"We're pleased with the response," said Jeff Morgan, of Weber Basin Water Conservancy District, which is building the pipeline.
Work will begin this week on 1500 South, west of I-15 and east of the Denver and Rio Grande Railroad. "We'll meet somewhere in the middle, something like the Golden Spike," Morgan said.
The project will replace approximately three miles of existing water pipeline and add two additional miles of pipeline.
Morgan said the work will continue through October on the existing pipeline, then move onto new pipeline being placed in North Salt Lake, before moving back to finish the existing pipeline.
Most people attending didn't have problems with the project itself, only questions as to how it would affect traffic, since the pipeline will be laid in an open trench.
But Woods Cross resident Dee Thurgood expressed concern with the fact Weber Basin is adding more residential hookups.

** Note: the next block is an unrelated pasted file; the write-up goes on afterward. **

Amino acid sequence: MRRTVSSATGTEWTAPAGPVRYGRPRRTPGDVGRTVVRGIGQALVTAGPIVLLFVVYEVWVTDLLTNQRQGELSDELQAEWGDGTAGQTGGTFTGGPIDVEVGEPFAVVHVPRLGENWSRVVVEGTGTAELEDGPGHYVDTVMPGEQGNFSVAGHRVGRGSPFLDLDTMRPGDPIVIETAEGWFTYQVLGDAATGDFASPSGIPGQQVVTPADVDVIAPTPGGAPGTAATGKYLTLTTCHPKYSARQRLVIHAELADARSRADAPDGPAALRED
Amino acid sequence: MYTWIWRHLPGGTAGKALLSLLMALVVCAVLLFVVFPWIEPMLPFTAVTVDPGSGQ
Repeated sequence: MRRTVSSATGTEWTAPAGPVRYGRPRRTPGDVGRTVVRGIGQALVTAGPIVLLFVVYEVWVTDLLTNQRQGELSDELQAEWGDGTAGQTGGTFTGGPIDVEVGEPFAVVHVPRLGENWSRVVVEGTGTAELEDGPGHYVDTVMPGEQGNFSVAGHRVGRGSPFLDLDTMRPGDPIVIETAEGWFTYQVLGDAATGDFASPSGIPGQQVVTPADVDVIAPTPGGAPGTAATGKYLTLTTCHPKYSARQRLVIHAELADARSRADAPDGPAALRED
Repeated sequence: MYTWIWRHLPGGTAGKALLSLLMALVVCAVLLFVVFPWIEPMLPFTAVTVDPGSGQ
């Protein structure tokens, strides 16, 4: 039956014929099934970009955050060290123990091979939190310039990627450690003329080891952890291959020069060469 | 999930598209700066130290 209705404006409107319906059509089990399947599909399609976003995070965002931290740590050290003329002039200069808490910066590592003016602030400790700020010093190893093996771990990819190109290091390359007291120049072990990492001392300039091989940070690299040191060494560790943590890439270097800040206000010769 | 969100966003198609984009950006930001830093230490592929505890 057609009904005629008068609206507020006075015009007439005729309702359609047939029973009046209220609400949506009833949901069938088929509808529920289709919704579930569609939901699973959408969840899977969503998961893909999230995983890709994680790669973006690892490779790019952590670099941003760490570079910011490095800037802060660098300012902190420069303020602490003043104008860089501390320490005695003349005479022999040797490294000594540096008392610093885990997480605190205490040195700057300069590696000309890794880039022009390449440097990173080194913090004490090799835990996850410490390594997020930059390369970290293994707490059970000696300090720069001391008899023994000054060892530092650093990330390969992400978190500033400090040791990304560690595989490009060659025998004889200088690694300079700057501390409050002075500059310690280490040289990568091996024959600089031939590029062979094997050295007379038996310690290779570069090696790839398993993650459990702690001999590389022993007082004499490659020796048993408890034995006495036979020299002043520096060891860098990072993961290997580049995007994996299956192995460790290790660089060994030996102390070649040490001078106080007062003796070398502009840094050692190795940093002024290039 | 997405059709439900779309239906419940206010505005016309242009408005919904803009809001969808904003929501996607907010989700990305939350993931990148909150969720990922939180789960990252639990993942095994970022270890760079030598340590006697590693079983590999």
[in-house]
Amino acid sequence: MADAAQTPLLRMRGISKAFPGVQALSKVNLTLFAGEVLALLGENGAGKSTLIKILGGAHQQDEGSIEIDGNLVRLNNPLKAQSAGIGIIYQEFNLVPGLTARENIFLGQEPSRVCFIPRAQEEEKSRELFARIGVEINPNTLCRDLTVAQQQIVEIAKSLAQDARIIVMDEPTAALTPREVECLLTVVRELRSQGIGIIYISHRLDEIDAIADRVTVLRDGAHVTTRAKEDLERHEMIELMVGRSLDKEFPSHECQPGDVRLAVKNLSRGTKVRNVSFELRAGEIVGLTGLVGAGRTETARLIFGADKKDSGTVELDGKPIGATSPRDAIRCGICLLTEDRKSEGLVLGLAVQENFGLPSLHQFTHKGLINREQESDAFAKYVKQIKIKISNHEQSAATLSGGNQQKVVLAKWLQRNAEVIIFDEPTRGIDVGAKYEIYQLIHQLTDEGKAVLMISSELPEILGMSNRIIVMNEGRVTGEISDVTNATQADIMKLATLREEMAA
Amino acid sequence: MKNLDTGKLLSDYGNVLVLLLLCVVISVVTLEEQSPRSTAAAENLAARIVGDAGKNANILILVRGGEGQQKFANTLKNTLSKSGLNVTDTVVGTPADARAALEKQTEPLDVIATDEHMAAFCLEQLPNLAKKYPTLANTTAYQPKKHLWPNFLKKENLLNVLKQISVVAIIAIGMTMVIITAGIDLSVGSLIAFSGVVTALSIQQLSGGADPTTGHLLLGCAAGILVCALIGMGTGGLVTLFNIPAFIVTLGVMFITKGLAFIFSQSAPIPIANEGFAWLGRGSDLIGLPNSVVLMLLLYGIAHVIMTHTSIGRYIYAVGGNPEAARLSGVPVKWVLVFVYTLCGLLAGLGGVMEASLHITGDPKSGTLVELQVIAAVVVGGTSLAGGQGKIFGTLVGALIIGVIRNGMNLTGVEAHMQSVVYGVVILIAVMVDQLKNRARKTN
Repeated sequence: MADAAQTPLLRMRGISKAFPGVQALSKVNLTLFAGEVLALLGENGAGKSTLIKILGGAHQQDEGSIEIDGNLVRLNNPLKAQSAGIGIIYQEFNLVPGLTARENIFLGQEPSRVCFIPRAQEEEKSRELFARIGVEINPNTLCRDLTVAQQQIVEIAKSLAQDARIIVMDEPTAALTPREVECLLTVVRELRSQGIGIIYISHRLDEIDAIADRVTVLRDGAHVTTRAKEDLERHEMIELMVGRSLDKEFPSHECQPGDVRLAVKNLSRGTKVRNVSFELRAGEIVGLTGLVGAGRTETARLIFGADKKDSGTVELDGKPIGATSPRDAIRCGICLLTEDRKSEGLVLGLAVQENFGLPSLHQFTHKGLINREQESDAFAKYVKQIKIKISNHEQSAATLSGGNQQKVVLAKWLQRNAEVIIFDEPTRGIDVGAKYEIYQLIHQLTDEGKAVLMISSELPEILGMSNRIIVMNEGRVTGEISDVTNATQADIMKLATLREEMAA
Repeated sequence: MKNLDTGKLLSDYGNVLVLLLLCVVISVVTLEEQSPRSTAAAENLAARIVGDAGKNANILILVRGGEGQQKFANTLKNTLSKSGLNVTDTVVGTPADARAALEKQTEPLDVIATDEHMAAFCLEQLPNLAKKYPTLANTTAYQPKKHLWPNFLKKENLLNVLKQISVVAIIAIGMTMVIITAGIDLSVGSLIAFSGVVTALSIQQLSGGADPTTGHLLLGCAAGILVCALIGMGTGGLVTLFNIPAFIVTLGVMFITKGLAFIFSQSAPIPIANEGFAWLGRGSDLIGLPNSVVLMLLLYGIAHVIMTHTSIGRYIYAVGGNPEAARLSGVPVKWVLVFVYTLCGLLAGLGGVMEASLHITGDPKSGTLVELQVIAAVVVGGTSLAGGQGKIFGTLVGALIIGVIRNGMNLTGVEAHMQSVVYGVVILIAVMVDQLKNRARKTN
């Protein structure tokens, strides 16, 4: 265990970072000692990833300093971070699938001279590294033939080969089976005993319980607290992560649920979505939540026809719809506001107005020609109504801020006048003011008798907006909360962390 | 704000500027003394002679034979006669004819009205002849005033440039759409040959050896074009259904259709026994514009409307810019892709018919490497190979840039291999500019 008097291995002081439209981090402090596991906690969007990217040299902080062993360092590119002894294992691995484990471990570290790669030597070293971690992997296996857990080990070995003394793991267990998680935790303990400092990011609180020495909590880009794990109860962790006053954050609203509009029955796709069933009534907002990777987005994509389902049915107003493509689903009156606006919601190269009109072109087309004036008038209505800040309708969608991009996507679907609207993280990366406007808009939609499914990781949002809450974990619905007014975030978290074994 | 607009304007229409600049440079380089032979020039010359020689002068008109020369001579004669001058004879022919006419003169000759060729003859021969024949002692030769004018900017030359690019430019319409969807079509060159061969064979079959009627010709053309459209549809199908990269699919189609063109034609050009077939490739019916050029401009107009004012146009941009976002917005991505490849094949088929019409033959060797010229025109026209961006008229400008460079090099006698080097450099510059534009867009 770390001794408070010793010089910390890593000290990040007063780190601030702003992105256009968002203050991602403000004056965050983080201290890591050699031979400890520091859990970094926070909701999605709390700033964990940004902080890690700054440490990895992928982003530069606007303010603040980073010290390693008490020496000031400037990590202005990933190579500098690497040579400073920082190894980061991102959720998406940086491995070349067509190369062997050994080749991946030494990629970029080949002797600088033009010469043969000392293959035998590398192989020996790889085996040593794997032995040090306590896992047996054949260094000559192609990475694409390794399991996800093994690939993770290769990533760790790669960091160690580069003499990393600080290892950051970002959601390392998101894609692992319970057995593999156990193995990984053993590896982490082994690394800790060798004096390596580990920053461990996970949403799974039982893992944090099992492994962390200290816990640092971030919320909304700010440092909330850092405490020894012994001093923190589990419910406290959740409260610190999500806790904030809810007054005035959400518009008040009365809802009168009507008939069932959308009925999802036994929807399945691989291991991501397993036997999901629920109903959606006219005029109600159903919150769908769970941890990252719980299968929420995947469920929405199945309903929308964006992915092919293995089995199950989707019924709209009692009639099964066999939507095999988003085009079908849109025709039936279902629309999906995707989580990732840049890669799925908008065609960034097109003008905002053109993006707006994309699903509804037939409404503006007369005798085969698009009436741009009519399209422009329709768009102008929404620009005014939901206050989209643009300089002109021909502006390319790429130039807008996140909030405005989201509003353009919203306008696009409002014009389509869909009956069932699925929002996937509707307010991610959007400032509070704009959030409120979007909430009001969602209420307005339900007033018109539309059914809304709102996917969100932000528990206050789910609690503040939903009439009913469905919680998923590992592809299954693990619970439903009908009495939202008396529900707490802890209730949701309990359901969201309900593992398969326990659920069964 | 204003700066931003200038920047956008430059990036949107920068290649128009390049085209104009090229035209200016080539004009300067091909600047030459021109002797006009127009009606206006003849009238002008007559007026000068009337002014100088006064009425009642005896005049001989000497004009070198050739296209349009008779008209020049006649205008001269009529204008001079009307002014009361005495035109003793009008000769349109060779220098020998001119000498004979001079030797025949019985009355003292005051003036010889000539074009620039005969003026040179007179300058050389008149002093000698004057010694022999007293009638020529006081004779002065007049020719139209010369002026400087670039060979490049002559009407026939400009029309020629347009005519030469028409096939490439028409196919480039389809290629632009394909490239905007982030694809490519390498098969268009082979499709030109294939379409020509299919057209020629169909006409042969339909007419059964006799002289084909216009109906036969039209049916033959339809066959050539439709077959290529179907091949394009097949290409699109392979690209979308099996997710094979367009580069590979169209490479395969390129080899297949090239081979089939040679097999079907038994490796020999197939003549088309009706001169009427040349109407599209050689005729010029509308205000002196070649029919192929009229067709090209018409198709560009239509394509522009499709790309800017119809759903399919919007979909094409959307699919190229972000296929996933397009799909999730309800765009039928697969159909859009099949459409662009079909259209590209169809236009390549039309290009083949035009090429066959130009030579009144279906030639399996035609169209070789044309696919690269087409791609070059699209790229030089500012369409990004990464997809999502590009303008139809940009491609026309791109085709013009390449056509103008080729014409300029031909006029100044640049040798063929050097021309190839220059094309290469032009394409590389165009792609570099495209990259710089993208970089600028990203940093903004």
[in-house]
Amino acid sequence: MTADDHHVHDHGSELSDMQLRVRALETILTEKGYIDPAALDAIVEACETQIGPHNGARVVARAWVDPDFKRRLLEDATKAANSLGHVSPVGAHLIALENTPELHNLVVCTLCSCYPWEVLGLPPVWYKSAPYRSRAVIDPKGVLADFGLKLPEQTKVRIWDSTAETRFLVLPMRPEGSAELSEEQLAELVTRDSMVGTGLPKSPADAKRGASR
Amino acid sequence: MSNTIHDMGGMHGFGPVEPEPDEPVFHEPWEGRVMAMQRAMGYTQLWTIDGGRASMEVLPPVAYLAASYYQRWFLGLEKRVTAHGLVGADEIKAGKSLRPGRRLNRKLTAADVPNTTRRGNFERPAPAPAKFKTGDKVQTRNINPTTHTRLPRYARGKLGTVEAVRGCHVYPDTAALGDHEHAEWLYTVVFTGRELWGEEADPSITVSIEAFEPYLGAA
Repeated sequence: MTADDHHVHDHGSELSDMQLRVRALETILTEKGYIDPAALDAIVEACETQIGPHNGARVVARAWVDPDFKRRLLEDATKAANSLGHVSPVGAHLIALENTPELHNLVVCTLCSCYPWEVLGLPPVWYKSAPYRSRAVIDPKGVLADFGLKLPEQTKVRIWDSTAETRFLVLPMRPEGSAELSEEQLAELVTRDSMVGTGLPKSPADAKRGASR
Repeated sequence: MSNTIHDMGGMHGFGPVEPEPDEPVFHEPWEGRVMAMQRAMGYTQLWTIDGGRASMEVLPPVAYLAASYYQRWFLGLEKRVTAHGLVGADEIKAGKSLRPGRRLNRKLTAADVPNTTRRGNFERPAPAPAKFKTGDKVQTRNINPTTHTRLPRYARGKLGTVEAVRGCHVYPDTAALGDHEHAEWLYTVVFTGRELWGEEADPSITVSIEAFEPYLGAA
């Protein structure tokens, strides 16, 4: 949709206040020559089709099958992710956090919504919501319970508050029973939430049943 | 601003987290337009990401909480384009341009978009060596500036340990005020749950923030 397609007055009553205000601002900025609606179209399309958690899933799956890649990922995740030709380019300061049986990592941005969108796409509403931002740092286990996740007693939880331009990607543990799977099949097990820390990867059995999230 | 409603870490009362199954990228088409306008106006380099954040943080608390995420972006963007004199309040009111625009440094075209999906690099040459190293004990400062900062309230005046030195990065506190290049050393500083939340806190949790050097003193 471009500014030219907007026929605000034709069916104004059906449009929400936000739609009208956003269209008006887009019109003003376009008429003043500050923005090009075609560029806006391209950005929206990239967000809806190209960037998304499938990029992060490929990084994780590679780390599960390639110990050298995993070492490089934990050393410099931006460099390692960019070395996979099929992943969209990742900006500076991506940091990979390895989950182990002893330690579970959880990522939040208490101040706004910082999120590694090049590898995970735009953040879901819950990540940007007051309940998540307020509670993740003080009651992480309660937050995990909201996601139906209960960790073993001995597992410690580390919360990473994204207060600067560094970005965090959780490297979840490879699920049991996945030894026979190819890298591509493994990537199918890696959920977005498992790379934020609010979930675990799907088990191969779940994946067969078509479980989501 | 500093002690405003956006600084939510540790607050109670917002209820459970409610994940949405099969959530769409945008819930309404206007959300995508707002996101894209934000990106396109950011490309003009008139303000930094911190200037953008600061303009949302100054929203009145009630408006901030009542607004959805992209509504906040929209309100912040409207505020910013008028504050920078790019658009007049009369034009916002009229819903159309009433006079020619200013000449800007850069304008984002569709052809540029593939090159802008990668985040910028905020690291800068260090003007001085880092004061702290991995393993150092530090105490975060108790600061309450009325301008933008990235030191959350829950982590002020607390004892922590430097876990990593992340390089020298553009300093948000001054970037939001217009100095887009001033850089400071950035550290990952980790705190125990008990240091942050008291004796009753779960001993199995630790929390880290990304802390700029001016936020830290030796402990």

The pipeline will increase trunk capacity and pressure for residents, Morgan said. "I think people will be pleasantly surprised with the increase in pressure," he said. But Thurgood noted that with all the new hookups, he's concerned there won't be enough water to take care of the new households. Rather than providing larger pipelines for people to use more water, Thurgood said, "People need to save water. They need to conserve even more."
Morgan said the existing pipeline was built in the mid-1950s, and is reaching the end of its design life. Because there's less agricultural use and more residential and business use, the lines need to be bigger to keep up with development, he said.